The different swordsmiths of the 19th century are well known in HEMA circles, Mole, Weyersberg, Klingenthal or Wilkinson are all names that are easily recognised among collectors and fencers alike. Although there are many aficionados of walking stick combat through the different styles of Bartitsu, La Canne or Irish Stick little attention is given to the famous cane makers of the time. This is why today we will explore the history of one company which could probably be best described as the Wilkinson of canes; Henry Howell & Co.
The Howell Company was founded in 1832 London by John Howell at 76 Aldersgate, but it is only in 1859 that the company really became known for its canes under the leadership of John’s son Henry. Henry married into a cane maker family and started his own shop which merged with the original one in 1867. The company expanded to become one if not the biggest producer in the world, employing nearly 500 people and reached its pinnacle around 1910. While of course not every walking stick was meant as a self defense implement, the Howell Company made sticks out of extremely resilient woods and tested each their sticks for solidity. A gentleman looking for a cane to defend himself in England or America would have probably felt confident carrying a Howell cane.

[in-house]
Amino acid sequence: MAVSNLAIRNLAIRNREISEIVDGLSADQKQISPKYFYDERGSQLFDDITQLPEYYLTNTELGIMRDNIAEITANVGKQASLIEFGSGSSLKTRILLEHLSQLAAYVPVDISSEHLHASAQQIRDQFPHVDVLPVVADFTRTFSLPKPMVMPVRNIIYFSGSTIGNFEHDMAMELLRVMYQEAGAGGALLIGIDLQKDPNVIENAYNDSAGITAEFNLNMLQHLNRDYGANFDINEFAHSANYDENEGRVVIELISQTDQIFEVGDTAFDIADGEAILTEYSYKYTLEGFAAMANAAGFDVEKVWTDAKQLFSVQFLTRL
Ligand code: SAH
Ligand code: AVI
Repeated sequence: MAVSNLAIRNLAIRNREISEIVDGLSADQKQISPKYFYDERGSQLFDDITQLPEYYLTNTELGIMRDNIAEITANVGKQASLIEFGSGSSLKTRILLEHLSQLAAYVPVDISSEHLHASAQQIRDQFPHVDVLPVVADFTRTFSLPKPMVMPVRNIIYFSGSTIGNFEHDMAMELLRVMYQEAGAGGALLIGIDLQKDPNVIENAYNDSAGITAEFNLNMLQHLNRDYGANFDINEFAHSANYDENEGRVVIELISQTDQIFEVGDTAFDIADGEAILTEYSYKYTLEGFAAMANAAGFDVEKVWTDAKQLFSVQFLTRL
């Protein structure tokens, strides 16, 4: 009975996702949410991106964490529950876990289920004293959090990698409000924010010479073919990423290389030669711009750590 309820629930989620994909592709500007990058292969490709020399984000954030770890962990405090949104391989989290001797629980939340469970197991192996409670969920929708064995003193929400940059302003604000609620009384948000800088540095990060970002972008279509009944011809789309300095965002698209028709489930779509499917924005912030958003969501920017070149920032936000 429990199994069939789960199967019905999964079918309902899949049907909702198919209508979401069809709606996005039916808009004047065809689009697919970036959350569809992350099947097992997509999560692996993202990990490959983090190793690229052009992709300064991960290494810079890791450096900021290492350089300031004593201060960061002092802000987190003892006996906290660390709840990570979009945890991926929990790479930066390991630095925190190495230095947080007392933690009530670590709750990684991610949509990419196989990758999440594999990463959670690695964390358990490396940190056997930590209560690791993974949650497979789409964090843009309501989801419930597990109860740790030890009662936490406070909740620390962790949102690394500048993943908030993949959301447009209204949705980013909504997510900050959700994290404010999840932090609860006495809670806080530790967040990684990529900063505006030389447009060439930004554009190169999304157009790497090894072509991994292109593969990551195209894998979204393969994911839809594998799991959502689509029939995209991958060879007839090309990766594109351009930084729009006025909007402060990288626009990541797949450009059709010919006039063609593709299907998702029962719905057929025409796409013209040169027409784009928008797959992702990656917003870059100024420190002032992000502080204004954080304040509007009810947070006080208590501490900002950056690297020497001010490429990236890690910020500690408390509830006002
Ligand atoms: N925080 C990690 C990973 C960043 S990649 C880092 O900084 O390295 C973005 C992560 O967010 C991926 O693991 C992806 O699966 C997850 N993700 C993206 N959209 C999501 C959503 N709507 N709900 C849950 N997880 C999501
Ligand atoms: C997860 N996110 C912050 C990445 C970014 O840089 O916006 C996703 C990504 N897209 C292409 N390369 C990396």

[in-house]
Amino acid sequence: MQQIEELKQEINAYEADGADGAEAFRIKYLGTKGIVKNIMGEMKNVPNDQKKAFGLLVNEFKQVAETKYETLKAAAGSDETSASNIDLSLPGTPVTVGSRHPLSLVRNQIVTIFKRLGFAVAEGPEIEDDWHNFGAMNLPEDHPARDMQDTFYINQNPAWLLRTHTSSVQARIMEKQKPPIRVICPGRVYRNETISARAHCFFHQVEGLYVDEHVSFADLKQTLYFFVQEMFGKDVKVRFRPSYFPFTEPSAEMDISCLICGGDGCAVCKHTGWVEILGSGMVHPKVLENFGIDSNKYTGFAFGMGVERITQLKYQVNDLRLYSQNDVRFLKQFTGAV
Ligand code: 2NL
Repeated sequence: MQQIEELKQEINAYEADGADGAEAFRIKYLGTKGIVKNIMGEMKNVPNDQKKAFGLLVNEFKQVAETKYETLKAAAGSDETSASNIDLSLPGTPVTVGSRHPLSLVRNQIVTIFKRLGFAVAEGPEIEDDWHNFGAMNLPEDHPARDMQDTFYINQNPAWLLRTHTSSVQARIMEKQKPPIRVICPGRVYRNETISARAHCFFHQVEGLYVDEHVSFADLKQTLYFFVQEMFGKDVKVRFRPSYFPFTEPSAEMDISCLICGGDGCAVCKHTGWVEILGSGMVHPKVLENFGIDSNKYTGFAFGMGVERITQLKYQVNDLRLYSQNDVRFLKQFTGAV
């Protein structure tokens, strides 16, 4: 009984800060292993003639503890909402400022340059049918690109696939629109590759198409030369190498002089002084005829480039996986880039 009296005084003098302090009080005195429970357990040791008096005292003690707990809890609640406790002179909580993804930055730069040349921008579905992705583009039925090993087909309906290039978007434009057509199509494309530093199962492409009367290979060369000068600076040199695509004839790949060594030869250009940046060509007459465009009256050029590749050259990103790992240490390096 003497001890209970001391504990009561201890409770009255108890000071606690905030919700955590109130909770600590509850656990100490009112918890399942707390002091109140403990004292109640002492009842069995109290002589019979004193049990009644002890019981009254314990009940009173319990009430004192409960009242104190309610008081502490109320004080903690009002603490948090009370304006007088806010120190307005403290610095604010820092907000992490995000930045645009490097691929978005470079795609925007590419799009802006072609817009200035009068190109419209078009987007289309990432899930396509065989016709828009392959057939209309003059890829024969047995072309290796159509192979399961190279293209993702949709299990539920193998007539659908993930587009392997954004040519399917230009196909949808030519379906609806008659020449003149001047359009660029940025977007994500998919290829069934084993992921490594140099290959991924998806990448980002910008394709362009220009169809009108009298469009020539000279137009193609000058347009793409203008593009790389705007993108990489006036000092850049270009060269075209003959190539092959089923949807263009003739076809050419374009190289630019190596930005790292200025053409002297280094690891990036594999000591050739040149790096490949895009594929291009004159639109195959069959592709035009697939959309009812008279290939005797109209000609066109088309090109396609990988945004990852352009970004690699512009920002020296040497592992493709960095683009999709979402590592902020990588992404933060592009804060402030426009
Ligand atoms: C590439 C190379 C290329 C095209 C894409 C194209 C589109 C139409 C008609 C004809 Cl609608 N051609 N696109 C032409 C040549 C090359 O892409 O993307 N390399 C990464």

Unfortunately for the company the Great War killed many of its expert employees and in the following years fashion became much more sober, slowly letting go of the cane as an accessory leaving it only for those who needed it as a walking aide.
The recognizable marks of a Howell stick are the button which is a disk usually containing the inscription “Howell London England”, a practice quite similar in nature to Wilkinson’s “Proved” disk. Also some of the sticks will bear the mark “tested” and sometimes will identify the type of wood used for the shaft such as ironwood or ironbark two types of woods well known to users of fighting sticks today.
Here is the collection of the great grandson of Howell –who is also preparing a book on the company- as shown on Antiques Roadshow: http://www.bbc.co.uk/programmes/p016nqqs
By clicking on this link you will find a complete video from 1912 showing the whole production process of Howell’s canes: http://www.eafa.org.uk/catalogue/215257